Ovarian cortex cryopreservation also may be preferred for women with aggressive cancer who can’t delay therapy two to three weeks to go through the stimulation and surgical steps required for oocyte or embryo cryopreservation and it is the only option for the pediatric population, notes Dr. Detti. In fact, the ovaries of pre-pubertal girls cannot be successfully stimulated to allow for oocyte cryopreservation and this second option carries the advantage of restoring ovarian hormonal function after replant.
The Fertility Preservation multidisciplinary team at the Cleveland Clinic provides comprehensive counseling to identify the best option for each individual patient and offers all the currently available fertility preservation techniques. “No female, whether child, adolescent or adult, should see her fertility vanish because of chemo- or radiotherapy. Preservation of fertility can restore a quality of life similar to the one prior to treatments and our job is to make sure that everybody is included in the journey,” says Dr. Detti.
Fertility-sparing techniques in gynecologic cancer
Ovarian cancer. “In younger women, we often can treat ovarian cancer successfully without needing to remove the uterus or the other ovary,” says Dr. DeBernardo. “The epithelial cancer of the ovary we more frequently see in younger women, known as borderline ovarian cancer, isn’t as aggressive and these patients can be managed conservatively. If we ultimately need to remove both ovaries, we can delay it until we harvest eggs or cryopreserve ovarian tissue so the patient can go on to have biological children.”
For borderline ovarian cancer, oocyte or embryo cryopreservation may be preferred instead of ovarian cortex preservation so the tumor isn’t inadvertently harvested with the ovarian tissue, notes Dr. Detti.
Cervical cancer. Most cases of cervical cancer are treated — and often cured — with pelvic radiation or radical surgery, making future pregnancy impossible. However, ovaries can be spared through ovarian transposition, a quick laparoscopic procedure that displaces ovaries outside the target radiation zone.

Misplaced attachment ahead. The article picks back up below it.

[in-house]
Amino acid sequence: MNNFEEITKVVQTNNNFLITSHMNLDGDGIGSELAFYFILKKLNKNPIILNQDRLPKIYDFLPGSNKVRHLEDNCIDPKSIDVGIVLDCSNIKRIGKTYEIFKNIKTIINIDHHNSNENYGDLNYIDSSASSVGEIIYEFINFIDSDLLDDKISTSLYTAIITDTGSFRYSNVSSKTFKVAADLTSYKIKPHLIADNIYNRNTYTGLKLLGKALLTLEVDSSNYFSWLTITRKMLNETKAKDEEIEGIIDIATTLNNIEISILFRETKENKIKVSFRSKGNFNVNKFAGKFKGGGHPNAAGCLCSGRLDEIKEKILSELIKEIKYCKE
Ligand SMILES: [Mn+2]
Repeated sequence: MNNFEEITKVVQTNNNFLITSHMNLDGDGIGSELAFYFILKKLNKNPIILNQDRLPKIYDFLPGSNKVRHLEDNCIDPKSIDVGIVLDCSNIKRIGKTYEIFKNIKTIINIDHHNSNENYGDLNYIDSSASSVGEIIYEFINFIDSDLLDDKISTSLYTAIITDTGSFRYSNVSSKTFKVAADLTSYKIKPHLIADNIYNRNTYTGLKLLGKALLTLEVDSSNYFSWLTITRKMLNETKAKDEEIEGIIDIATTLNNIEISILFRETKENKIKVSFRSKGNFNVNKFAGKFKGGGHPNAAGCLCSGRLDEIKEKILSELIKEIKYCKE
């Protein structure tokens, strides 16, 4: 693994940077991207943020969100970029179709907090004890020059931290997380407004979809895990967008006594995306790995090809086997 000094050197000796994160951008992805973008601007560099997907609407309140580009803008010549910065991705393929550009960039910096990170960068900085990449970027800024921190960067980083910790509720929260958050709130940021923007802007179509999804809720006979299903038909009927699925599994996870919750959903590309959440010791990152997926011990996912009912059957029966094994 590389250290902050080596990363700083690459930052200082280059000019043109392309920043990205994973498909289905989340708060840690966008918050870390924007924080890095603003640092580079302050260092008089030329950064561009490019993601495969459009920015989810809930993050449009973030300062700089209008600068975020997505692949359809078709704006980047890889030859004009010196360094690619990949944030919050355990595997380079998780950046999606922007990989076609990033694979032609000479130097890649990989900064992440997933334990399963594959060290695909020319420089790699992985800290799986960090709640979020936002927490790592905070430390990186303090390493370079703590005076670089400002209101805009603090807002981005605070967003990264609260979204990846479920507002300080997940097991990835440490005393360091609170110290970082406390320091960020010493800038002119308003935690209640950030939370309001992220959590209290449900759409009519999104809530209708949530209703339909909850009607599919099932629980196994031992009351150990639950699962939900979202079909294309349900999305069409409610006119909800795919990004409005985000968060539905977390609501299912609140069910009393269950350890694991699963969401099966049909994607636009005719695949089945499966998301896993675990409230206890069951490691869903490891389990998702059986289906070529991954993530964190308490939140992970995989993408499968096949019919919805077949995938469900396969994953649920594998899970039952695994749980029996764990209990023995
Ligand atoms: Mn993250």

“We disconnect the ovary from the uterus and place it in the upper abdomen,” says Dr. DeBernardo. “It’s a relatively low-risk surgery, and the patient can begin pelvic radiation without delay.”
With healthy ovaries still producing viable eggs, women can use surrogacy to have their biological child. Even for women not planning to have children, ovarian transposition provides the benefit of natural hormone production.
Endometrial cancer. “About 10-20% of cases of endometrial cancer occur in premenopausal patients,” says Dr. DeBernardo. “Most of these cases are low grade and hormonally responsive. Patients can be treated successfully and go on to bear children. When they’re done having children, we can remove the uterus.”
Uterine transposition is an option for women preparing for pelvic radiation. The laparoscopic procedure moves the uterus, cervix and ovaries to the upper abdomen, away from the radiation area, while keeping them connected to the ovaries. Once pelvic radiation is completed, the patient has a second procedure to reposition the uterus and cervix at the top of the vagina. Because they haven’t been exposed to radiation, the uterus, cervix and ovaries function as normal.
Uterine transplantation, while not commonplace, also is a fertility-restoring option for women who were born without a uterus, or have had their uterus removed, notes Dr. DeBernardo.
“We need to educate more patients about the ability to preserve their fertility while effectively treating their cancer or other condition,” says Dr. DeBernardo. “There is a spectrum of care, and many options don’t require a delay in therapeutic treatment.”